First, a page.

jessicaf22
 
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    • jessicaf22

      I am someone who wants children, and the opinions of others does not effect my choice. That is between my fiancé and I.  As someone who is planning on having a child within the next five years, I am fully aware of the costs of raising a child based off of HOW we want to raise our child, (Montessori schooling, a nanny to pick them up after school and stay with them until we get home from work, and so on). Yes, those options are more expensive, but we also know that in our chosen fields, we will be able to afford such things. Having a child is a major priority of mine, so I have made sure to plan my career and earnings around it. In other words, if having a child is a priority to someone, than no numbers or comments can convince them otherwise, as they already know where they stand and what their plan is to accommodate that.  If having a child is not a priority to someone, then obviously they would not want to deal with the expenses that come with raising them. Neither choice is wrong.

    • jessicaf22

      Yes, the numbers seem daunting. However, that is over the course of 17 years, not all at once. Anything seems super expensive if you add up the totals over a large amount of time. This is like me saying “My cat costs me $20,175.” And yes, he does, when it is all added up: Cat Food: $25 per week (he’s on a special diet due to a history with UTIs) Litter: $10 per month Vet Bills: Approx $250 per year A ‘long’ life for a cat is around 15 years. If you add up that total over 15 years, than it equals $20,175. That makes it sound like that only wealthy people can afford a pet.  Both my fiancé and I are in grad school and working low paying jobs at the moment, yet, we have never had any issue paying for our cat. This is because these payments are spaced out enough that we earn more money before we have to pay for the next thing. The same goes for children. Yes, you pay for them, but you adjust your budgets accordingly. Be it a pet or a child you’re paying for, this budgeting becomes second nature to you when they are your own. It is not as much of a wallet drain as you may fear.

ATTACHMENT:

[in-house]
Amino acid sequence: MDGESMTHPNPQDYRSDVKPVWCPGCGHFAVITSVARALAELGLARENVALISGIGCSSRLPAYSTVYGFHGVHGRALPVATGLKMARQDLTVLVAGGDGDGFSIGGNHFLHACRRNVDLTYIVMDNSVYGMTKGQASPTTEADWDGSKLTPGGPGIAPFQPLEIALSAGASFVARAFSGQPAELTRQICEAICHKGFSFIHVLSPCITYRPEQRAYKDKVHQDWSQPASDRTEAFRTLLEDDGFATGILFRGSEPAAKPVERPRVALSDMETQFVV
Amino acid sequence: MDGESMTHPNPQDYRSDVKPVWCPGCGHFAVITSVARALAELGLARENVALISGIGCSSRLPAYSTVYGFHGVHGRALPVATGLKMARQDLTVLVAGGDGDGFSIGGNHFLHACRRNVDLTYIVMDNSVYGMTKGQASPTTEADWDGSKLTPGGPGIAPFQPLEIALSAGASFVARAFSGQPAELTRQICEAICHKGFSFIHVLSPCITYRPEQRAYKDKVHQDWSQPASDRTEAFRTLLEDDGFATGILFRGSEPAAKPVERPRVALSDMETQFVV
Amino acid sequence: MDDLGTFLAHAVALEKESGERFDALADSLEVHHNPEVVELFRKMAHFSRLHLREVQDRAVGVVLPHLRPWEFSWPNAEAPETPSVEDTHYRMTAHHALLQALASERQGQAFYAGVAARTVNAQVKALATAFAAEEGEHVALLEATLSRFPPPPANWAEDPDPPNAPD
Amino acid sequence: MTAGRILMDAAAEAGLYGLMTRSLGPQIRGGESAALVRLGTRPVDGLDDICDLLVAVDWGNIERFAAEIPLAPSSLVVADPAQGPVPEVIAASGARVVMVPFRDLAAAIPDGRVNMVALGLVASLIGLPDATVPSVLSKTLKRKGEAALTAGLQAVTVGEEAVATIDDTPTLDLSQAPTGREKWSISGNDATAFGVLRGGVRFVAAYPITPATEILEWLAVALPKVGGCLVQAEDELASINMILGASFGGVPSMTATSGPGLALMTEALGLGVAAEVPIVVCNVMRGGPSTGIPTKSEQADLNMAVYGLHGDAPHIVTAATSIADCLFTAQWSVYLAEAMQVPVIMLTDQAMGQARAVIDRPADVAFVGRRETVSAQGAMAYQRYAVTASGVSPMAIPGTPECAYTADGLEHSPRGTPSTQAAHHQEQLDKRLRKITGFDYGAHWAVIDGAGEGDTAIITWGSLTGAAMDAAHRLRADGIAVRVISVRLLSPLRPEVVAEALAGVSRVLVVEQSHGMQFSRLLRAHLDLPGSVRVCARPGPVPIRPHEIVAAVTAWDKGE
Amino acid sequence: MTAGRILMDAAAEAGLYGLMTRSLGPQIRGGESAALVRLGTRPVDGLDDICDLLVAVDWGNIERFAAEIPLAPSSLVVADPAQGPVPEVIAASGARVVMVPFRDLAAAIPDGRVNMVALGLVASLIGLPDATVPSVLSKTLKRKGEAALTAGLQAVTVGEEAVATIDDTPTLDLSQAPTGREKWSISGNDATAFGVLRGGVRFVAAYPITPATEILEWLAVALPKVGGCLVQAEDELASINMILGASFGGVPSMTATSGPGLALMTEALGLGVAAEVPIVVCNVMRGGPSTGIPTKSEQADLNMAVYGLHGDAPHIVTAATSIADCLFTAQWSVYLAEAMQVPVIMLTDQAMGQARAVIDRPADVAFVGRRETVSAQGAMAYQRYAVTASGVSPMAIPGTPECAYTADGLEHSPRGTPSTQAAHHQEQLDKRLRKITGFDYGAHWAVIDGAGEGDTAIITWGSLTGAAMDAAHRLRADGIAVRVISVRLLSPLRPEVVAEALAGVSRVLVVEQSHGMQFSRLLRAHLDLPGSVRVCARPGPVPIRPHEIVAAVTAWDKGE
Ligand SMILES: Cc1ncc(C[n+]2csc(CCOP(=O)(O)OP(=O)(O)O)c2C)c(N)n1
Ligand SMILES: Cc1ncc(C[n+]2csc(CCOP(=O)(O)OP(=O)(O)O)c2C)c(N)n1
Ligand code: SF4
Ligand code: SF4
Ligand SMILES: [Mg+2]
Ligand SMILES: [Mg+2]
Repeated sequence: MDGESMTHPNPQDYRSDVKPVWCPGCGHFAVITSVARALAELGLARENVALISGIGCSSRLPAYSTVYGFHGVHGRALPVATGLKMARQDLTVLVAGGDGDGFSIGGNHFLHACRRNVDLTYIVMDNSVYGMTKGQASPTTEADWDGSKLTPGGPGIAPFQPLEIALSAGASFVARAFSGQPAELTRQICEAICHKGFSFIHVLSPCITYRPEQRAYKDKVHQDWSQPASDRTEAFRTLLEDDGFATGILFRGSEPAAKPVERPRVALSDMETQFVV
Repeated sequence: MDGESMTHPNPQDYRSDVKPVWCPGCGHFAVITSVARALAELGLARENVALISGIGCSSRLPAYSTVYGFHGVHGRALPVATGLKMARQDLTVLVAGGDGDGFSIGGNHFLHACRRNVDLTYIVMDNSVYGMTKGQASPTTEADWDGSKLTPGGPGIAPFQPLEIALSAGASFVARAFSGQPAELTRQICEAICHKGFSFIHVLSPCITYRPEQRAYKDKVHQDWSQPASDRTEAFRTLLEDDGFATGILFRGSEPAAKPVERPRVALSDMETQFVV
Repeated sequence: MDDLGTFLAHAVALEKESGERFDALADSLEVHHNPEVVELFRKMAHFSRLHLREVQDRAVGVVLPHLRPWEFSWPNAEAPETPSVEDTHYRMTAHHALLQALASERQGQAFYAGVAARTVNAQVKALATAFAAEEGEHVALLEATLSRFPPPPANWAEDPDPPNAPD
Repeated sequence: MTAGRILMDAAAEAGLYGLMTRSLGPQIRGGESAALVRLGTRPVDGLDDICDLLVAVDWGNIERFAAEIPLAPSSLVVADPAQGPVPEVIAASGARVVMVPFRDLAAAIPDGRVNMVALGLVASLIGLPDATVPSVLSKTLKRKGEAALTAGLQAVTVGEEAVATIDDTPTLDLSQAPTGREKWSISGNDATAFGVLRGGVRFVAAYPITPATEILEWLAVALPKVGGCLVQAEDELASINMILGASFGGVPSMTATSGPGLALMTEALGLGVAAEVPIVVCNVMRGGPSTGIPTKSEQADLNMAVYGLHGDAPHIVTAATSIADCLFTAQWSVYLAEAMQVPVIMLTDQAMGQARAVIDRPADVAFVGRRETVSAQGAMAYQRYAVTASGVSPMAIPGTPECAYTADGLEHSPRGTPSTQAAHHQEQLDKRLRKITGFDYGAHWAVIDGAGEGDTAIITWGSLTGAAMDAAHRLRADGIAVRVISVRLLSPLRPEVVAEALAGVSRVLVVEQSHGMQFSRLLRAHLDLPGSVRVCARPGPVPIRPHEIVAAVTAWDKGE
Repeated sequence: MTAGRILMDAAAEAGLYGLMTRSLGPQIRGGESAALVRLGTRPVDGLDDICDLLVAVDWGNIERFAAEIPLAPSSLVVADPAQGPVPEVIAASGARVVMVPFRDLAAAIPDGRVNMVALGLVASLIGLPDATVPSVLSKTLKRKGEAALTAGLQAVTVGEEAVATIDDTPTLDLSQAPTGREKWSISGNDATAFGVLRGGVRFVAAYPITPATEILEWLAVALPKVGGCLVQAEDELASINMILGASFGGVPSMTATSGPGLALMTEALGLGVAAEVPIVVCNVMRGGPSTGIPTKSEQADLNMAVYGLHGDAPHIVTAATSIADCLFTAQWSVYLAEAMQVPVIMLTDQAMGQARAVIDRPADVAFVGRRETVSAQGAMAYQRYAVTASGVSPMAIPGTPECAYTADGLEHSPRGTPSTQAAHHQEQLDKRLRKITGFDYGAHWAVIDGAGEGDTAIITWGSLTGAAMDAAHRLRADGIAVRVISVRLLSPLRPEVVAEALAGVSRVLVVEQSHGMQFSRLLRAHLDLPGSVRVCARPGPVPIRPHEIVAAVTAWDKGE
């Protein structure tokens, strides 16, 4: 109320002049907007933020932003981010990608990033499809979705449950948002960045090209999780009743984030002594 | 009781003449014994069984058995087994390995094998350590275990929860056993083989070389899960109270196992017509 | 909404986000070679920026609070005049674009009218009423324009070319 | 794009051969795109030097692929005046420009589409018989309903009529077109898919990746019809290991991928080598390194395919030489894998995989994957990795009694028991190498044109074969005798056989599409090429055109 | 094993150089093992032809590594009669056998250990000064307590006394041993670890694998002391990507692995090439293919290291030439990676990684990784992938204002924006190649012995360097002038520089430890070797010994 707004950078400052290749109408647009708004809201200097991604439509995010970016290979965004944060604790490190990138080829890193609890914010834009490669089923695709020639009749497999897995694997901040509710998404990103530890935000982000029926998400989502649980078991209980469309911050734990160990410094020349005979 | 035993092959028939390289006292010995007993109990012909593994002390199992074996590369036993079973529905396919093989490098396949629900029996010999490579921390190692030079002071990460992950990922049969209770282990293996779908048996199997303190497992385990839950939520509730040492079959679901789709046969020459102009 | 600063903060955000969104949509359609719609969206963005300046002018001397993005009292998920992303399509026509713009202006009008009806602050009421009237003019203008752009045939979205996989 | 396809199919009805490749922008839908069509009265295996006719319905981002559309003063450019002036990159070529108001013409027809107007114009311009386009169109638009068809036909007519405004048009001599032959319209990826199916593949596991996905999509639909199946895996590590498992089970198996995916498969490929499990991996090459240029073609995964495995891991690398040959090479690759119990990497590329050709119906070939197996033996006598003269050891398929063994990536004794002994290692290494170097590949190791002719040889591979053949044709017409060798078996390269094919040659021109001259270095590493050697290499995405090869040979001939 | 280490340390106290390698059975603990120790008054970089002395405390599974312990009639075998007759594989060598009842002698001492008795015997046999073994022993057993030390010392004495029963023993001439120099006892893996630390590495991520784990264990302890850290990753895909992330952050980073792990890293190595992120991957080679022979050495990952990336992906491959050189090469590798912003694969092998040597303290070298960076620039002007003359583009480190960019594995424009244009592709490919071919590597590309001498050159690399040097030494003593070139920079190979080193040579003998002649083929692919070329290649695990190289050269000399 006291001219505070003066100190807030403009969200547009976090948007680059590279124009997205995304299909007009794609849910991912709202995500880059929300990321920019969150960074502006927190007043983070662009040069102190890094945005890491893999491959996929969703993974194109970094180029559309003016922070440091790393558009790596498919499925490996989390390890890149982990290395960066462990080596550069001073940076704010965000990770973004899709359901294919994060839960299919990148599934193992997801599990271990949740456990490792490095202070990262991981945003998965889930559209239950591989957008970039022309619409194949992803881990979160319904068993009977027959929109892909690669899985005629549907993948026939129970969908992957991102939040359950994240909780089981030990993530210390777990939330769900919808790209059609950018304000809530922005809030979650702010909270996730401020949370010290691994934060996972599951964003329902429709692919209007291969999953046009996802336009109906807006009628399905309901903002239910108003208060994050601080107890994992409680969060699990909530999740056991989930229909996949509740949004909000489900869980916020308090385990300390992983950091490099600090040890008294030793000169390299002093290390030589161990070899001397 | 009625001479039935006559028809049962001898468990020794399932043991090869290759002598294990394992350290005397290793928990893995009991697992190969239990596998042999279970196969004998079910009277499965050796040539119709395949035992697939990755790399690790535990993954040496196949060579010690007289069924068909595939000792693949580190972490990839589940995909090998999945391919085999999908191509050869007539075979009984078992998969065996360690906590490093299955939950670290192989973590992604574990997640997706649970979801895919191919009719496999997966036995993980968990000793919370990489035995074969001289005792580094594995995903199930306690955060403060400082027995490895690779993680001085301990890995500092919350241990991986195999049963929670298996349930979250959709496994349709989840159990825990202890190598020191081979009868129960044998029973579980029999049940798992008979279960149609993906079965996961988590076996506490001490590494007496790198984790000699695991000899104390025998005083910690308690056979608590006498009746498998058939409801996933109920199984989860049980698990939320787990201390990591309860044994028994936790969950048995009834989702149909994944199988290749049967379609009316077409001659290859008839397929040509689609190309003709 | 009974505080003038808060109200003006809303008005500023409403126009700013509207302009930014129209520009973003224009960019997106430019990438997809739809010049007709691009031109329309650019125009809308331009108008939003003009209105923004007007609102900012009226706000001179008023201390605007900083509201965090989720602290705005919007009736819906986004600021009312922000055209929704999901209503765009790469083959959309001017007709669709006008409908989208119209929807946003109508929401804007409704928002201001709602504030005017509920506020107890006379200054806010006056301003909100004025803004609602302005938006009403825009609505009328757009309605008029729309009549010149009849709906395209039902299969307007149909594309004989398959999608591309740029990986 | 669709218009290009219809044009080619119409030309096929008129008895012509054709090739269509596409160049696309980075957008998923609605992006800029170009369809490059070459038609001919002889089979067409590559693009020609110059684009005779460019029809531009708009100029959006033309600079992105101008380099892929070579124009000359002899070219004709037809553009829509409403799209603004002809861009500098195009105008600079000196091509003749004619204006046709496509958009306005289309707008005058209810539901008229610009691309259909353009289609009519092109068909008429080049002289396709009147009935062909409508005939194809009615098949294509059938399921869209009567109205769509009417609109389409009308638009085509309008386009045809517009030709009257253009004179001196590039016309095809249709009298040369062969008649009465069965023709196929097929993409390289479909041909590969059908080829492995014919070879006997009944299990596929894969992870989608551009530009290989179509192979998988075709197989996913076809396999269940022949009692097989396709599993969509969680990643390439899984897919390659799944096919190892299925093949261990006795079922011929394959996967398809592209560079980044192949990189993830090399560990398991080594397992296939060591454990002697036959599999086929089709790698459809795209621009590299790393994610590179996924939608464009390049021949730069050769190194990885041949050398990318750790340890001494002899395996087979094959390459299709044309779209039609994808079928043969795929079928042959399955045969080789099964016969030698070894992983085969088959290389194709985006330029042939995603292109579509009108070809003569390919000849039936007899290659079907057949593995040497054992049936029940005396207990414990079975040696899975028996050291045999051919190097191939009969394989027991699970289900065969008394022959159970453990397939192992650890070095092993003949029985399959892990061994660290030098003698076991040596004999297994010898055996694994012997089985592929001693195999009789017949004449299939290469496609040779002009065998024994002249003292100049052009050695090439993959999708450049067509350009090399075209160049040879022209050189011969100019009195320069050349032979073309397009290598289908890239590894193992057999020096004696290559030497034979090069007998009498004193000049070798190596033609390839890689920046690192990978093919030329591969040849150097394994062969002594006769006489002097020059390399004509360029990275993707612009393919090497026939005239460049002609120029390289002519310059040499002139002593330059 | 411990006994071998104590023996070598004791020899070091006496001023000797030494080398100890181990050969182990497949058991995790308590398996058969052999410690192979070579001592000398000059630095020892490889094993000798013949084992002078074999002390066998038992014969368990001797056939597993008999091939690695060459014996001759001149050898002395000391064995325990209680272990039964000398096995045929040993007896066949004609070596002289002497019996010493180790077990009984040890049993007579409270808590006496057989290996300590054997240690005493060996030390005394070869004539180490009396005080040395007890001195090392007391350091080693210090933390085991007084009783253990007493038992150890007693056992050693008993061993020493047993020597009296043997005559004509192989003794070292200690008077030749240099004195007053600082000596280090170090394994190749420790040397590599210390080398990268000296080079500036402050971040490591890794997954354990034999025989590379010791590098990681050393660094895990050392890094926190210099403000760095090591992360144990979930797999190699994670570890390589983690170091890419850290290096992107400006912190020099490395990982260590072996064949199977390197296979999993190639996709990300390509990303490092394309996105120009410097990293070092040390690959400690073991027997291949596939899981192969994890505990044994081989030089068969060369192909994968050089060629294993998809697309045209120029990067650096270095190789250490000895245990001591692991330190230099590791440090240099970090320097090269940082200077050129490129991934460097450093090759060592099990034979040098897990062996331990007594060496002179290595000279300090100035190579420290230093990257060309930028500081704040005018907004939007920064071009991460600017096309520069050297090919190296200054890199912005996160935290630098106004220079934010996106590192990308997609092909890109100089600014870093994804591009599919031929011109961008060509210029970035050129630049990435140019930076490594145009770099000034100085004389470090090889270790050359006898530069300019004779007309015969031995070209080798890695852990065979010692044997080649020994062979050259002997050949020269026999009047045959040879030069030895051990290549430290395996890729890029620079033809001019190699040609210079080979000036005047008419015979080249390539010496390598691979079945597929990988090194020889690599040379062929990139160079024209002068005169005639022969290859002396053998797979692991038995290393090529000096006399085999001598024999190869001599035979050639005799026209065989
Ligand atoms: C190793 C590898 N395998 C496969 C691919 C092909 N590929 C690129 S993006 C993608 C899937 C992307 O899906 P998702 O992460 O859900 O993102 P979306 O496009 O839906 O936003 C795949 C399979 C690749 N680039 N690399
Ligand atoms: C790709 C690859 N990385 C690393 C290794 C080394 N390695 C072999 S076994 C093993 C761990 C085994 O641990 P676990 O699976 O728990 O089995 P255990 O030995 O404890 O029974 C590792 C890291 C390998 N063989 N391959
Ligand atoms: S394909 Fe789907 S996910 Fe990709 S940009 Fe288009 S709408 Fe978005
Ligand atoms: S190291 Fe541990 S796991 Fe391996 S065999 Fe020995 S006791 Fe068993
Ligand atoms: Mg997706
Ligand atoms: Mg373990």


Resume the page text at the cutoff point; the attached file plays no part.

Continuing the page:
• jessicaf22

      As a rather sheltered and pampered teen in the late 90’s - early 2000’s, I believed: 1.) That everything would just be handed to me. I’d go to college, meet my future husband there, get married straight out of college, have my first child AND dream career by 25. 2.) That if that boy didn’t like me back, it meant that I was ugly, fat, and weird. 3.) That I was fat. (I was a size 4!) 4.) That the things that other teens made fun of me for were true. 5.) That there was something wrong with me because I preferred writing stories, reading, and studying mythology instead of partying. 6.) That 30 was old. I just turned 33 at the end of October. I live in Brooklyn with my amazing fiancé, have a wonderful group of friends, and am earning my Master’s in Psychology. It is not at all what I thought as a teen, but I have a wonderful life. All those things I believed as a teen do not matter now.

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